UK's Newton Fund supported Mexican scientist to develop vaccines against Chikungunya, Zika and Dengue

Dr Arturo Reyes Sandoval is the Director of the National Polytechnic Institute, one of the largest and most prestigious universities in Mexico. He specialized as a chemist, bacteriologist and parasitologist and has a PhD in molecular medicine. He has dedicated most of his career to the development of new vaccines, including when he worked as a researcher and professor at the Edward Jenner Institute at Oxford University. This is where the Astra-Zeneca vaccine against COVID-19 was developed.

Thanks to the UK's Newton Fund for science and innovation, Dr Reyes Sandoval received two different grants to further investigations on mosquito-borne diseases. His research led to the development of vaccines against Chikungunya, Zika and Dengue. These diseases are endemic in Mexico and can have severe impacts on people's health.

In the case of Chikungunya, people suffering from the disease may develop rheumatoid arthritis, which significantly impairs their mobility. A severe form of Dengue can cause extreme bleeding, sudden drop in blood pressure and even death. Zika, on the other hand, has a predilection for infecting cells of the nervous system. In pregnant women, the virus can infect the baby, damaging the developmental stage of the brain.

When asked, Dr Reyes Sandoval explained "Zika, Dengue and Chikungunya have a disproportionate impact on the most vulnerable people who often live in the most precarious environments. These are places where rubbish and water accumulate creating the perfect combination for mosquitoes to breed and spread disease".

The Newton Fund financed collaboration grants between scientists in the UK and Mexico working on the research and development of a vaccine specific for Dengue. This research began with studying viral samples at Oxford University, which has advanced laboratories for handling highly contagious pathogens, and culminated in a clinical trial of a new vaccine in Mexico. This initiative allowed scientists in both countries to work together to tackle this important public health issue.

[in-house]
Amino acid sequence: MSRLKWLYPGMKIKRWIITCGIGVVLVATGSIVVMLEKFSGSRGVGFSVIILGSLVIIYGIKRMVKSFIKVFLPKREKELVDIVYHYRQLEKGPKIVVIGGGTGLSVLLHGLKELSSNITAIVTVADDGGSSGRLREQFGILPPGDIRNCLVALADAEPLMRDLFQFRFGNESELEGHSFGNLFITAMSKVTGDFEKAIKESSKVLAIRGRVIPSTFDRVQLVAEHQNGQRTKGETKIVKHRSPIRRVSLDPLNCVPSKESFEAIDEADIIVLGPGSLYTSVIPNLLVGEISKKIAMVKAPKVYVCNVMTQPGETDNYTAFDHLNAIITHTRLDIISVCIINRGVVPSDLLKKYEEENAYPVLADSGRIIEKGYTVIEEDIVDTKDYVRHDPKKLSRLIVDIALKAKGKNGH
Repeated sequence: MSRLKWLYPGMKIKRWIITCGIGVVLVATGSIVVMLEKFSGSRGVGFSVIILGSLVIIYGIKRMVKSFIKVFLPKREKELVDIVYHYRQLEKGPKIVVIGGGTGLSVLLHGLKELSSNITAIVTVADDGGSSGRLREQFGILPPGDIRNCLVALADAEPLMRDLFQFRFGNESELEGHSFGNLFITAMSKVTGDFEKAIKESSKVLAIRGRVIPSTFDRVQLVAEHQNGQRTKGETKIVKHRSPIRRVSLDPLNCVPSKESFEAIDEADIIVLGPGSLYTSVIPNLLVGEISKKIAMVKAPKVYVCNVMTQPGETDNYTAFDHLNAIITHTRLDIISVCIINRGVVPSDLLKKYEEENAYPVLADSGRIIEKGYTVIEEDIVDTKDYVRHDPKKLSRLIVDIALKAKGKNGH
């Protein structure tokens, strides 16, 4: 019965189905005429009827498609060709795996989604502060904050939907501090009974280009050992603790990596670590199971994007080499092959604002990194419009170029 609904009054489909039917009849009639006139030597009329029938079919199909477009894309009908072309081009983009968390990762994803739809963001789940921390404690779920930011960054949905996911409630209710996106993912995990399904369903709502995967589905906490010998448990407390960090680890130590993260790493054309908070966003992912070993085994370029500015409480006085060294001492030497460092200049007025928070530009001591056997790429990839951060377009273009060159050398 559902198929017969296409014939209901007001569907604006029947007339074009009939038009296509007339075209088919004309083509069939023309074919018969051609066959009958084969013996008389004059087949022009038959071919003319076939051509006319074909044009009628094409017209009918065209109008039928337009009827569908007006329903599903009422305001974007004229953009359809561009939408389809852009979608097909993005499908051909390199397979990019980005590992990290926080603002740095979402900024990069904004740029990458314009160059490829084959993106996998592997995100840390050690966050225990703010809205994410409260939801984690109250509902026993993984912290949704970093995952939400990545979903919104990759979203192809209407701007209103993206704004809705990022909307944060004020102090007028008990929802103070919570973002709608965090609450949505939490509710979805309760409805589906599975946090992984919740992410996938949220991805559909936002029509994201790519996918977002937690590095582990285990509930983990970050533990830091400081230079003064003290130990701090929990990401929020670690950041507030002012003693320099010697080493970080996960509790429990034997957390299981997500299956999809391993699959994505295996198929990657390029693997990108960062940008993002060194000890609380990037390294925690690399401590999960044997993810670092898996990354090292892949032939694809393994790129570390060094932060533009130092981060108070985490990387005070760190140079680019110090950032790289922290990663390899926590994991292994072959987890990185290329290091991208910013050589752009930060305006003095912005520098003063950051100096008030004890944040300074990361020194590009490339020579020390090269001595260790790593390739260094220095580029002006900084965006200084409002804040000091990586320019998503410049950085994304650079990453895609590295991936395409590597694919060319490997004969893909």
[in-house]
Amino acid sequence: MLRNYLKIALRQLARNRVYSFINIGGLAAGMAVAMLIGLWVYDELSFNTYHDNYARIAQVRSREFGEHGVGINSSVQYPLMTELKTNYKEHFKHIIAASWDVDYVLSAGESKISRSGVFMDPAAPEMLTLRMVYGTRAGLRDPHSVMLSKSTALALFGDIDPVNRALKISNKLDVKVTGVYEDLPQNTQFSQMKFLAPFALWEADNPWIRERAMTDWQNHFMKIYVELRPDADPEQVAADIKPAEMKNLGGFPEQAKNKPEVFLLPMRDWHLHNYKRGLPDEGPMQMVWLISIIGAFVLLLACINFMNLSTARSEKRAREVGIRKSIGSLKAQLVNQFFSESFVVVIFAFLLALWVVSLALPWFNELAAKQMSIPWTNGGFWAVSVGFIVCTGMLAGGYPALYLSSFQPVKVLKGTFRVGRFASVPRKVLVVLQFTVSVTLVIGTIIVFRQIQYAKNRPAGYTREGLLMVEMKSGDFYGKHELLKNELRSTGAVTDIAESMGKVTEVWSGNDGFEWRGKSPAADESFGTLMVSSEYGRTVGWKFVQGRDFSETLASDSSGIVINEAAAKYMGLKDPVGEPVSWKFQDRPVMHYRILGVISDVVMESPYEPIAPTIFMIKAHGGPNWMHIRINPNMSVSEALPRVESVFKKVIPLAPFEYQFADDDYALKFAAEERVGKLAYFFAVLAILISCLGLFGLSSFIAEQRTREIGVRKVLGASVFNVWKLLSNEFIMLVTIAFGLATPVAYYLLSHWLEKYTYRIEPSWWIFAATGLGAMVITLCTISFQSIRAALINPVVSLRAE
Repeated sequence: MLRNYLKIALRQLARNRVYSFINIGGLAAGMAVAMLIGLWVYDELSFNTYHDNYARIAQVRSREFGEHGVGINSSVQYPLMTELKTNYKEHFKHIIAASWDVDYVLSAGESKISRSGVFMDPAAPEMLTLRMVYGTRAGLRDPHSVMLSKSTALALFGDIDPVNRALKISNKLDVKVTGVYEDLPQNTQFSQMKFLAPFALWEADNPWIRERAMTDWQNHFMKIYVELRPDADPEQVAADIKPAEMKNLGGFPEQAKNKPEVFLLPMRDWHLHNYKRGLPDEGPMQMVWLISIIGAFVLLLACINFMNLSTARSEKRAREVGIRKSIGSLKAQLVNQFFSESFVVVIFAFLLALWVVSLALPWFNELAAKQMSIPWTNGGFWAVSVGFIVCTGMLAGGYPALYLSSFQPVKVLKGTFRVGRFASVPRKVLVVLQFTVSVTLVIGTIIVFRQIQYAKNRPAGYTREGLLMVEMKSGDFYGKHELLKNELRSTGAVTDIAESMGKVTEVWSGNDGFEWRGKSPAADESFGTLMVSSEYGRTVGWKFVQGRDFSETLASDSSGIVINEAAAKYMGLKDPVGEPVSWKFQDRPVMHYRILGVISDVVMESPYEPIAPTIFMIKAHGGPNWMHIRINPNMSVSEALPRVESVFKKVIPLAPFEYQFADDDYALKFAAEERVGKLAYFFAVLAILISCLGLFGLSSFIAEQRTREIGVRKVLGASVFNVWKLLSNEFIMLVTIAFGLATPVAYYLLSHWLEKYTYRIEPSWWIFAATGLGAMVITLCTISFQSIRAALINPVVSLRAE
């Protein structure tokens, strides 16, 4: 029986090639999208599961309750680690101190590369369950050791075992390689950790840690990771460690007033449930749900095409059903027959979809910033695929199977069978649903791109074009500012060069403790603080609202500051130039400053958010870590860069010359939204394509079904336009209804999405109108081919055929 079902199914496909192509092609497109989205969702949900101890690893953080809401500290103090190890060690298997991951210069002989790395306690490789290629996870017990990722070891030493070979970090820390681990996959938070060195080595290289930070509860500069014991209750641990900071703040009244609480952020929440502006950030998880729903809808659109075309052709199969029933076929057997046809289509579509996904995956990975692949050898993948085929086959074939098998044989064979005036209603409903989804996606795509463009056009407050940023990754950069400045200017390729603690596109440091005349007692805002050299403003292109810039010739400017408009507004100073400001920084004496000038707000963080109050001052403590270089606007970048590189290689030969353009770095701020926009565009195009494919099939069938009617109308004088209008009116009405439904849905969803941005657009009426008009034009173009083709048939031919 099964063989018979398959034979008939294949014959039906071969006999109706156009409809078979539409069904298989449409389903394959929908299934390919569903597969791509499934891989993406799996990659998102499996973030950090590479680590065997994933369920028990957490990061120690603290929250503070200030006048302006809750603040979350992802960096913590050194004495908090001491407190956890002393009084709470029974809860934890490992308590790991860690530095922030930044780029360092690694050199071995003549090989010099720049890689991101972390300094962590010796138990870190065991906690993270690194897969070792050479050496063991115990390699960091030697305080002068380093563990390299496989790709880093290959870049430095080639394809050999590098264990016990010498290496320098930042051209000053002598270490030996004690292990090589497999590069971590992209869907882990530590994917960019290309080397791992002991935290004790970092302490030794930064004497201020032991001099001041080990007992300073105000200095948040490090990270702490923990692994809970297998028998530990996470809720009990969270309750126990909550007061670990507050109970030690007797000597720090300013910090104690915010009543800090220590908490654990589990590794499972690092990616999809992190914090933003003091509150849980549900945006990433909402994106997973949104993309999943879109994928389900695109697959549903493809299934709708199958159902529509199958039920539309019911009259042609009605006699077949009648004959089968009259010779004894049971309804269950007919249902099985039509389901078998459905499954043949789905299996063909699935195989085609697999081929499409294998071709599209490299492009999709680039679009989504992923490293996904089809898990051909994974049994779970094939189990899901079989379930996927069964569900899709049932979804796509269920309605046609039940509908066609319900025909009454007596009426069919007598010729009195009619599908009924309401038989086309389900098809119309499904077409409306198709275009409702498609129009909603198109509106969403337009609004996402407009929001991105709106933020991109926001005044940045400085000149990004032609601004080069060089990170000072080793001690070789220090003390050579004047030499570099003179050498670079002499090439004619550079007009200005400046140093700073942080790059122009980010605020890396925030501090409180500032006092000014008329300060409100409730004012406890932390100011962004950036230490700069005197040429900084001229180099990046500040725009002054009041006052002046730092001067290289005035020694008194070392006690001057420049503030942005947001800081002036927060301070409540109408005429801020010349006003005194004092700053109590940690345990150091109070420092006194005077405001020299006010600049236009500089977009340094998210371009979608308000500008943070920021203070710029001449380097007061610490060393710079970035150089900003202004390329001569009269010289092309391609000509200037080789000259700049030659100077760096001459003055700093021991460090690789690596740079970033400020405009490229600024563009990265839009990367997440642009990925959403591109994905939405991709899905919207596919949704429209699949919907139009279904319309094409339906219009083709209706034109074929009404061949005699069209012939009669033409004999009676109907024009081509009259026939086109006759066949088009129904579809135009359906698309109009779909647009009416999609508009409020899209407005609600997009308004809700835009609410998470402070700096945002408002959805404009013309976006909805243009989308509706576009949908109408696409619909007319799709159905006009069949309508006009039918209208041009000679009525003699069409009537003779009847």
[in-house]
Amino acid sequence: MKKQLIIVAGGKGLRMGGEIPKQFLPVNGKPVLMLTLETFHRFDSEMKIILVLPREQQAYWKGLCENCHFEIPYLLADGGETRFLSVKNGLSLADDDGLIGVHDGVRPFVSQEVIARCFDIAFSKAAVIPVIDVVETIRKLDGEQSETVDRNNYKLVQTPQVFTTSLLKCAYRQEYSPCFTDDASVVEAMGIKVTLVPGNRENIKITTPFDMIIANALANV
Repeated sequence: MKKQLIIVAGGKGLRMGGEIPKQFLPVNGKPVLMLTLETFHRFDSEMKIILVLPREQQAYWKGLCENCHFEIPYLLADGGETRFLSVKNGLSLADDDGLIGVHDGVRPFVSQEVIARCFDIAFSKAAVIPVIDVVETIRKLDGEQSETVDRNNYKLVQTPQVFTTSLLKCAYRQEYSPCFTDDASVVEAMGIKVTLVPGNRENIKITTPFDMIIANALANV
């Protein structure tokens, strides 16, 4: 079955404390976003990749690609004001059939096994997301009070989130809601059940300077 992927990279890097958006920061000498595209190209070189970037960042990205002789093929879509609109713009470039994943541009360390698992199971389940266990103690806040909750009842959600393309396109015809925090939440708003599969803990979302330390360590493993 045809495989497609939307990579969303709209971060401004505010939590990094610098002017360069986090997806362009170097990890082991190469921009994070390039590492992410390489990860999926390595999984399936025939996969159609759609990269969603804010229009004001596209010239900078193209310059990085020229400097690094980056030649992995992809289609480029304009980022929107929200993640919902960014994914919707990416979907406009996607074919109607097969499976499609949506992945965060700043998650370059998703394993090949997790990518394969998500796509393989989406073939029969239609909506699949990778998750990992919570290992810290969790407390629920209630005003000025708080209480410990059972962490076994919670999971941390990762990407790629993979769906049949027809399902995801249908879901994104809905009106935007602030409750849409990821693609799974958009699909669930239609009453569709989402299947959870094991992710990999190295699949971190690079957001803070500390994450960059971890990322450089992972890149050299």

Dr Reyes Sandoval also described how the Newton Fund strengthened scientific partnerships between the UK and Mexico. "This work created a strong link between the University of Oxford and Universities in Michoacán, Veracruz and Puebla. These are universities at the forefront of research of mosquito-borne diseases in Mexico and we were able to provide each one with a new laboratory to study infectious human diseases."

Newton-funded research supported Dr Reyes Sandoval to develop a Dengue vaccine in 2016. More recently, he oversaw the successful completion of a clinical trial for a Chikungunya vaccine. On this occasion, 100% of the participants created antibodies after receiving the vaccine. In the future, Dr Reyes Sandoval plans to continue collaborating with researchers and universities in the UK to develop vaccines against communicative diseases in Mexico.

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